Before the hipsters came to Hackney: Evocative 1970s pictures show long-lost east London community of vibrant markets, children playing in the streets and factories buzzing with workers
- A stunning set of black and white photos reveals what Hackney and the surrounding areas used to look like
- The images were captured by by Stoke Newington native Neil Martinson who went to school in Hackney North
- Today bars, yoga studios and pop up shops line the streets in the area but the photos show a simpler time
Evocative pictures from the 1970s show a version of east London that has long been forgotten since its streets have been taken up by artisinal coffee shops and hipster craft beer bars.
A stunning set of black and white photos reveals a vibrant community full of market sellers, children playing in the streets and factories buzzing with workers - a far cry from the studio spaces and yoga dens that now take up most of Hackney and the surrounding areas.
Today places like Ridley Road Market in Dalston are home to funky cocktail bars that promise diversity and a great night out for locals. But in the 70s market sellers would line the streets, with customers queuing up to buy fresh produce. While the market is still active today, the number of customers visiting the area specifically for their fix of fresh fruit and veg is depleting.
Other images show the River Lea running through Bow and Hackney Wick. Barges carrying various goods would usually be spotted on the water, but now house boats line the river edge and runners are often seen donning their best high visibility gear as they pound the pavements.
The lives and trying times of those living in Hackney and the surrounding areas were captured by Stoke Newington native Neil Martinson.
He started taking photos while he was still at school in Hackney and has now released a the 'Hackney Archive: Work and Life 1971-1985', which is a unique collection of photos showing Hackney before it became gentrified.
Dalston Kingsland's vibrant Ridley Road Market in 1981. These days, world food stalls and veg sellers rub shoulders with trendy bars and clubs. The picture above shows one of the market sellers at a fruit stall where lucky customers were able to purchase ripe peaches prices at a bargain on six for just 20p. A shopping centre can be seen at the end of the street and bananas are also seen hanging from another fruit stall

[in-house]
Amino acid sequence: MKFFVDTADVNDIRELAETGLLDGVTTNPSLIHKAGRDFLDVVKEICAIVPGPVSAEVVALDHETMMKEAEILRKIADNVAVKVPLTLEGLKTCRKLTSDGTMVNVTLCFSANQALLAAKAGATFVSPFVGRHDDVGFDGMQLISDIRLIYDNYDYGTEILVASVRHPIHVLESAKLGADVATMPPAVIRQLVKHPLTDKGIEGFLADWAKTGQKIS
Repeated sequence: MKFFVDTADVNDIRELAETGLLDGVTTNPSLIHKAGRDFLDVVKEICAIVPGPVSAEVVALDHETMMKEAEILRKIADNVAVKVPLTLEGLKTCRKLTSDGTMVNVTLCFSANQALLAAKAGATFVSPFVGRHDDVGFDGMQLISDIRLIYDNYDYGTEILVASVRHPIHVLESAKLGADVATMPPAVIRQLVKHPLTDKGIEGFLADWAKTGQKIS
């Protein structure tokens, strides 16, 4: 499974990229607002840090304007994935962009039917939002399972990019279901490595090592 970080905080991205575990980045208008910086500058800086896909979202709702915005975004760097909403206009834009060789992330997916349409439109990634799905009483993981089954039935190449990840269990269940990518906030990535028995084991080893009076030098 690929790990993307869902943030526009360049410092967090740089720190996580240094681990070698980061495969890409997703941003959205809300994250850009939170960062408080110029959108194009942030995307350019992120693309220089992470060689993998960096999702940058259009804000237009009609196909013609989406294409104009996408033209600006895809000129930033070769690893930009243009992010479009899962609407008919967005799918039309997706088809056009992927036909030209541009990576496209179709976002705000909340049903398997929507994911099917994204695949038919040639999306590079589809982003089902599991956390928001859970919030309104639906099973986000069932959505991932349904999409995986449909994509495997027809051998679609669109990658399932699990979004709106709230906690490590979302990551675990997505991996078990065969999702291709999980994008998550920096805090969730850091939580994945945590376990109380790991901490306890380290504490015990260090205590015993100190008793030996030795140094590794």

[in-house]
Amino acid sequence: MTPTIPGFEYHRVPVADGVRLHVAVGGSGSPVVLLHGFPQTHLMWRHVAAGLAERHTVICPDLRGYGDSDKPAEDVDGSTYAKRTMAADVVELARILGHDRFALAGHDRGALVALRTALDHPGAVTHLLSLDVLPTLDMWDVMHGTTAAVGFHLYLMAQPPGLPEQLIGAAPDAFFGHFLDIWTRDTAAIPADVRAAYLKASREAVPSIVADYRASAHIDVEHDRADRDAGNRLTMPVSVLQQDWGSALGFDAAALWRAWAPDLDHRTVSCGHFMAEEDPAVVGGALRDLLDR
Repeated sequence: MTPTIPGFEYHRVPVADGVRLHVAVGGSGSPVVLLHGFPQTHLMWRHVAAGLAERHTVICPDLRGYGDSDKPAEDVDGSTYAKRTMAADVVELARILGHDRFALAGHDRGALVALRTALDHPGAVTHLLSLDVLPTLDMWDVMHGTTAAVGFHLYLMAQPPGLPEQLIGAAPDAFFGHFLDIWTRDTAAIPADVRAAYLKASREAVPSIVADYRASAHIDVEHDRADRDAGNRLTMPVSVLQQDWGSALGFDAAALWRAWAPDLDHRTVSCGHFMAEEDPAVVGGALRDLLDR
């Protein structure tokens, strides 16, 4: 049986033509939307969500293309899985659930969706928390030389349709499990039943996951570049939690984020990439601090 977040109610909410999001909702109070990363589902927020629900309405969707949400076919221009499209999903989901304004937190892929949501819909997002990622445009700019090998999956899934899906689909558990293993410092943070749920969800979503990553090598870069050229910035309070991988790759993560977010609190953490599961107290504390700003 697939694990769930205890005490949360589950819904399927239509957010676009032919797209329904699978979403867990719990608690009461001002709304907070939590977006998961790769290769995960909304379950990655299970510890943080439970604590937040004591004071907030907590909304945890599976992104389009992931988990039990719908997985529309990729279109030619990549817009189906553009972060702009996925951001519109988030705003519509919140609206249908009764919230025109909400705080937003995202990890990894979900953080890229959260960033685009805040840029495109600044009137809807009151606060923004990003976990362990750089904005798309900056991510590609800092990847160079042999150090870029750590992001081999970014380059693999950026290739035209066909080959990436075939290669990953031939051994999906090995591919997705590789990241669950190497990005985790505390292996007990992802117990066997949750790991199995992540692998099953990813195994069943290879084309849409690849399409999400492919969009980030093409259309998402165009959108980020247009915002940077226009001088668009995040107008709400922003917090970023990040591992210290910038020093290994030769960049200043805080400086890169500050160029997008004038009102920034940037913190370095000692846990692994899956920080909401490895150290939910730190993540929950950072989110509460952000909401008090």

Hackney started to change in the 70s and 80s. Nurses took to the streets in pay disputes outside Bethnal Green Hospital. The four female nurses are seen above in their traditional uniforms. They are holding on to leaflets which say: 'Help us win a fair wage' and 'you can't live on dedication'. Other campaigners were also seen out with the nurses as they flicked through the newspaper
A factory worker smokes as he works in a garment factory in Dalston's Shacklewell Lane, 1981. He is wearing a turtle neck jumper and the atmosphere looks casual. Other workers are also seen in the background, one is wearing a striped top and the other wearing a shirt. Health and safety regulations would today state that correct attire would have to be worn at the workplace and smoking would not be allowed
The cover of the book which was been released through Hoxton Mini Press is pictured above and shows the image of a man at a barber shop. The new release is Book 7 in a series called 'vintage Britain'. The images included in the book take the reader on a journey through the various areas of Hackney, covering everywhere from Dalston to Clapton the the surrounding areas such as Stamford Bridge